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3

Getopt::Std replaced getopt.pl -- you may find it in CPAN Perl4::CoreLibs try: cpan> install Perl4::CoreLibs


3

Your script can be slightly modified to only process the states you need: netstat -ant | awk '/ESTABLISHED|LISTEN|CLOSE_WAIT/ {print $6}' | \ sort | uniq -c | sort -n A further step would be to everything with awk, e.g. : netstat -ant | awk ' /ESTABLISHED|LISTEN|CLOSE_WAIT/ {count[$6]++} END { for(s in count) { printf("%12s : %6d\n", s, ...


3

Two possibilities I can think of: The usual one is that you are running the bash script from something like cron, where your user profile script hasn't run and set up $PATH. In this case you can specify system "/path/to/fastacmd ... within the perl script so that it doesn't depend on the path, or you can set the $ENV{PATH}= ...


3

The utility that's actually designed for this is csplit NAME csplit - split a file into sections determined by context lines SYNOPSIS csplit [OPTION]... FILE PATTERN... So in this case csplit file /Fub_Level_DACGE\(%\)/ will produce files xx00 and xx01 containing the two parts.


2

By default, perl read one line input at a time, so your regex never matches. For working with multiple lines input, you have two options. Enable paragraph mode: perl -i.bak -00pe ... or slurp the whole file: perl -i.bak -0777pe ... (Any value above -0400 will cause perl to slurp the whole file, -0777 is used for convention)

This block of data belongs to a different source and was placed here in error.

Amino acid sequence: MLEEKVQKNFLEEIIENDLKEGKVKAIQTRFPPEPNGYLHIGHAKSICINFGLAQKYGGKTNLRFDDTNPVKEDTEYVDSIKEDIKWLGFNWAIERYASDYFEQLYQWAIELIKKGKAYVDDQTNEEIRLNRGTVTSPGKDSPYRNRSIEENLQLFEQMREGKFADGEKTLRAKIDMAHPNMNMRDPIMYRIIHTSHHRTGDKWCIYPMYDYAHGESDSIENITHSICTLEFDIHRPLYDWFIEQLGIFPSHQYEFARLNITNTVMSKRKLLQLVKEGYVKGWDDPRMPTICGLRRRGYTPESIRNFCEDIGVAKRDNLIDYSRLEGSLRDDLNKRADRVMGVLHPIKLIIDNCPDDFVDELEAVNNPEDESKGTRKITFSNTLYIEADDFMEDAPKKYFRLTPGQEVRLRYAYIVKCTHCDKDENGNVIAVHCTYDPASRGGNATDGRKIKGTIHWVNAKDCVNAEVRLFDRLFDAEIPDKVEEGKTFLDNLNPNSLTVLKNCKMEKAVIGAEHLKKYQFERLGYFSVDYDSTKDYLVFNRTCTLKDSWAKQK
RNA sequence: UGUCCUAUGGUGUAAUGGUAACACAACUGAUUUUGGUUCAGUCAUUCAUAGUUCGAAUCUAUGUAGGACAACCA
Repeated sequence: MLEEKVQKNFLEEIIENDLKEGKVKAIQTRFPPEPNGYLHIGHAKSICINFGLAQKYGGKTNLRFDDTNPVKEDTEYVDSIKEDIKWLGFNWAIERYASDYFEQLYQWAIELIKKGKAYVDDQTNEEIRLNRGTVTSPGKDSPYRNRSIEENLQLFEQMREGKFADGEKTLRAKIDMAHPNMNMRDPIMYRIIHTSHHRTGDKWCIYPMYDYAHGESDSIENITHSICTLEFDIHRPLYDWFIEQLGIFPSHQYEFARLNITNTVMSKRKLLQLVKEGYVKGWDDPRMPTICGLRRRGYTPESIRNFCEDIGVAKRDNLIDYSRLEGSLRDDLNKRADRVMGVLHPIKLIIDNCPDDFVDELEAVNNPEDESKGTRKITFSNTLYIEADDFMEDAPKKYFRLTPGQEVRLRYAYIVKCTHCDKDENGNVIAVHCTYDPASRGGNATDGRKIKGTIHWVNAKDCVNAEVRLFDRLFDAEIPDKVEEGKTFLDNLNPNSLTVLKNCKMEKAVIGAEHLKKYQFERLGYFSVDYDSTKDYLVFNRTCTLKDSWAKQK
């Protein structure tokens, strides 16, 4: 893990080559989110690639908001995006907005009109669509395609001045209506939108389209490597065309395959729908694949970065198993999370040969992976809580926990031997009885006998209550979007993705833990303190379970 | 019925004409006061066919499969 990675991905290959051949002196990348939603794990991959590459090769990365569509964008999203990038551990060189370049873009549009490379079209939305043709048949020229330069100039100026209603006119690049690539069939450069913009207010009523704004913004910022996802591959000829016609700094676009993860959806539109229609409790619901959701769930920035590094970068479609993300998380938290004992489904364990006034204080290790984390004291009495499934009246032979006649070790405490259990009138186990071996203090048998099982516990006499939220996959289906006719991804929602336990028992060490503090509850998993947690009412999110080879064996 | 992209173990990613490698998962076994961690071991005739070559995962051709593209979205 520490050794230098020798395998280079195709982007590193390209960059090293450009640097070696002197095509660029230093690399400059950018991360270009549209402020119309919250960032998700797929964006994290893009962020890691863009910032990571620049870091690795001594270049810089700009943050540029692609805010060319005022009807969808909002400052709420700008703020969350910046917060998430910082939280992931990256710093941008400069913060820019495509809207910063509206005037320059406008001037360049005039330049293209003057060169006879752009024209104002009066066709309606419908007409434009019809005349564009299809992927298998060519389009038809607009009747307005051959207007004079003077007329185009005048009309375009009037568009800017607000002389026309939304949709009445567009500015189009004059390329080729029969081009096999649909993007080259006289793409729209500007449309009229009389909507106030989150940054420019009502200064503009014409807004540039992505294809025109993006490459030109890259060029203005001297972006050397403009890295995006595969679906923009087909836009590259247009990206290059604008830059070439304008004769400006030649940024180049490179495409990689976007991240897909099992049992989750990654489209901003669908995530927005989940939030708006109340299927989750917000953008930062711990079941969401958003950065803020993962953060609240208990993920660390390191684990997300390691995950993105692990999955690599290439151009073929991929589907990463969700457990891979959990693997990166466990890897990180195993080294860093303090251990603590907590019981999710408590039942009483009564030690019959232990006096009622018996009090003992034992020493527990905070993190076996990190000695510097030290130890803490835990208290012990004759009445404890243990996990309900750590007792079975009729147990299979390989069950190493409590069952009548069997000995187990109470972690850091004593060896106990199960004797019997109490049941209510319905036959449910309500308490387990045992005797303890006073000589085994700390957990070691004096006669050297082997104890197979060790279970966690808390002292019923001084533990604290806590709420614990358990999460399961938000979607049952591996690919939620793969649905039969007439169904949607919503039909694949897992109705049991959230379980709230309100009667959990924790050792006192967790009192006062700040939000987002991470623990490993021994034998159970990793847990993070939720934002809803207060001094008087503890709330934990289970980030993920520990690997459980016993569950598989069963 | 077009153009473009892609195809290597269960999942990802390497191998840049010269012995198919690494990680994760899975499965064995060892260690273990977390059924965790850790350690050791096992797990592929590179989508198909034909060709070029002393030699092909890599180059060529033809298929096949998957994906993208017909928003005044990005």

1

Assuming your file names don't contain newline characters and your grep supports the -o option: find [[:upper:]] -type f | grep -Eo '^./[0-9]{3}' | sort | uniq -c


1

This will read file file0 and write its lines to file1 until the line starting Fub_Level_DACGE is reached. Starting with that line, all lines are written to file2: awk -v f=file1 '/^Fub_Level_DACGE/{f="file2"} {print>f}' file0 How it works -v f=file1 Set the variable f to the name of the initial output file, file1. /^Fub_Level_DACGE/{f="file2"} ...


1

awk '# Process "0pairs_file". Build a "pair" array (keys only). # Include leading an trailing space to unambiguously search of each field value via index(). NR==FNR{ pair[NR]=" "$1" "$2" "; next } # Determine number of records in "pairs_file"0. FNR==1{ pz=NR-1 } # "pz" size of "pair" array # Process "main_file" # ...


1

perl to the rescue: $ perl -p00e 's/\n,/,/g' file playerID,yearID,gameNum,gameID,teamID,lgID,GP,startingPos gomezle01,1933,0,ALS193307060,NYA,AL,1,1 ferreri01,1933,0,ALS193307060,BOS,AL,1,2 gehrilo01,1933,0,ALS193307060,NYA,AL,1,3 gehrich01,1933,0,ALS193307060,DET,AL,1,4 dykesji01,1933,0,ALS193307060,CHA,AL,1,5 cronijo01,1933,0,ALS193307060,WS1,AL,1,6 ...



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